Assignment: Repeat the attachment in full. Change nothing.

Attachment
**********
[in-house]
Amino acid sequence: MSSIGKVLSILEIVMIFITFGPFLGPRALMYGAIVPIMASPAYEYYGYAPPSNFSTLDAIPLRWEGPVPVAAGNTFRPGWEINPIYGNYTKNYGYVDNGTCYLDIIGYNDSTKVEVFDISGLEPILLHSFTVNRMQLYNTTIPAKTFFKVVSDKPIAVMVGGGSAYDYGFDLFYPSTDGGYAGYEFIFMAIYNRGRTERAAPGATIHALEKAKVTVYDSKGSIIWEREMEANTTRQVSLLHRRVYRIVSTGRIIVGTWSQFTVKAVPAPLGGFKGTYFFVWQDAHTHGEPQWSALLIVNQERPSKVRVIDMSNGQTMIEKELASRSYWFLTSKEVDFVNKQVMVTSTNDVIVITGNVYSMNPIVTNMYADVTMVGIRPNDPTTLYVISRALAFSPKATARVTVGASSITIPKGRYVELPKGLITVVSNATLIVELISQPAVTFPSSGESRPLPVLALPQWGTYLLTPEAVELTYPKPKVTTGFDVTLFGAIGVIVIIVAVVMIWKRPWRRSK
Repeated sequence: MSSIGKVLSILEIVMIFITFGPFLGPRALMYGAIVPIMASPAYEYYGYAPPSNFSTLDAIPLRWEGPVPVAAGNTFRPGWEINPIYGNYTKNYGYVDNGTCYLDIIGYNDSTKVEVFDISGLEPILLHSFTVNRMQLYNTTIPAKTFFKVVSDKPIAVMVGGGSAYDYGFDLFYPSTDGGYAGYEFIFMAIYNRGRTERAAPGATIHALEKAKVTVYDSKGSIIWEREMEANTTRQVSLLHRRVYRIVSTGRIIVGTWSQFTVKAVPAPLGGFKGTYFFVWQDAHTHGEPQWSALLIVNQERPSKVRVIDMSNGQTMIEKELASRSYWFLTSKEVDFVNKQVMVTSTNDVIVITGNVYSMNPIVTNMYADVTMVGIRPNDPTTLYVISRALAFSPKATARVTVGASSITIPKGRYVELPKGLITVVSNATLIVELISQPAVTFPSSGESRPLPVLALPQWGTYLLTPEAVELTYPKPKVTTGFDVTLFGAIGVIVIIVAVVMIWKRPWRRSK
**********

[in-house]
Amino acid sequence: MSSIGKVLSILEIVMIFITFGPFLGPRALMYGAIVPIMASPAYEYYGYAPPSNFSTLDAIPLRWEGPVPVAAGNTFRPGWEINPIYGNYTKNYGYVDNGTCYLDIIGYNDSTKVEVFDISGLEPILLHSFTVNRMQLYNTTIPAKTFFKVVSDKPIAVMVGGGSAYDYGFDLFYPSTDGGYAGYEFIFMAIYNRGRTERAAPGATIHALEKAKVTVYDSKGSIIWEREMEANTTRQVSLLHRRVYRIVSTGRIIVGTWSQFTVKAVPAPLGGFKGTYFFVWQDAHTHGEPQWSALLIVNQERPSKVRVIDMSNGQTMIEKELASRSYWFLTSKEVDFVNKQVMVTSTNDVIVITGNVYSMNPIVTNMYADVTMVGIRPNDPTTLYVISRALAFSPKATARVTVGASSITIPKGRYVELPKGLITVVSNATLIVELISQPAVTFPSSGESRPLPVLALPQWGTYLLTPEAVELTYPKPKVTTGFDVTLFGAIGVIVIIVAVVMIWKRPWRRSK
Repeated sequence: MSSIGKVLSILEIVMIFITFGPFLGPRALMYGAIVPIMASPAYEYYGYAPPSNFSTLDAIPLRWEGPVPVAAGNTFRPGWEINPIYGNYTKNYGYVDNGTCYLDIIGYNDSTKVEVFDISGLEPILLHSFTVNRMQLYNTTIPAKTFFKVVSDKPIAVMVGGGSAYDYGFDLFYPSTDGGYAGYEFIFMAIYNRGRTERAAPGATIHALEKAKVTVYDSKGSIIWEREMEANTTRQVSLLHRRVYRIVSTGRIIVGTWSQFTVKAVPAPLGGFKGTYFFVWQDAHTHGEPQWSALLIVNQERPSKVRVIDMSNGQTMIEKELASRSYWFLTSKEVDFVNKQVMVTSTNDVIVITGNVYSMNPIVTNMYADVTMVGIRPNDPTTLYVISRALAFSPKATARVTVGASSITIPKGRYVELPKGLITVVSNATLIVELISQPAVTFPSSGESRPLPVLALPQWGTYLLTPEAVELTYPKPKVTTGFDVTLFGAIGVIVIIVAVVMIWKRPWRRSK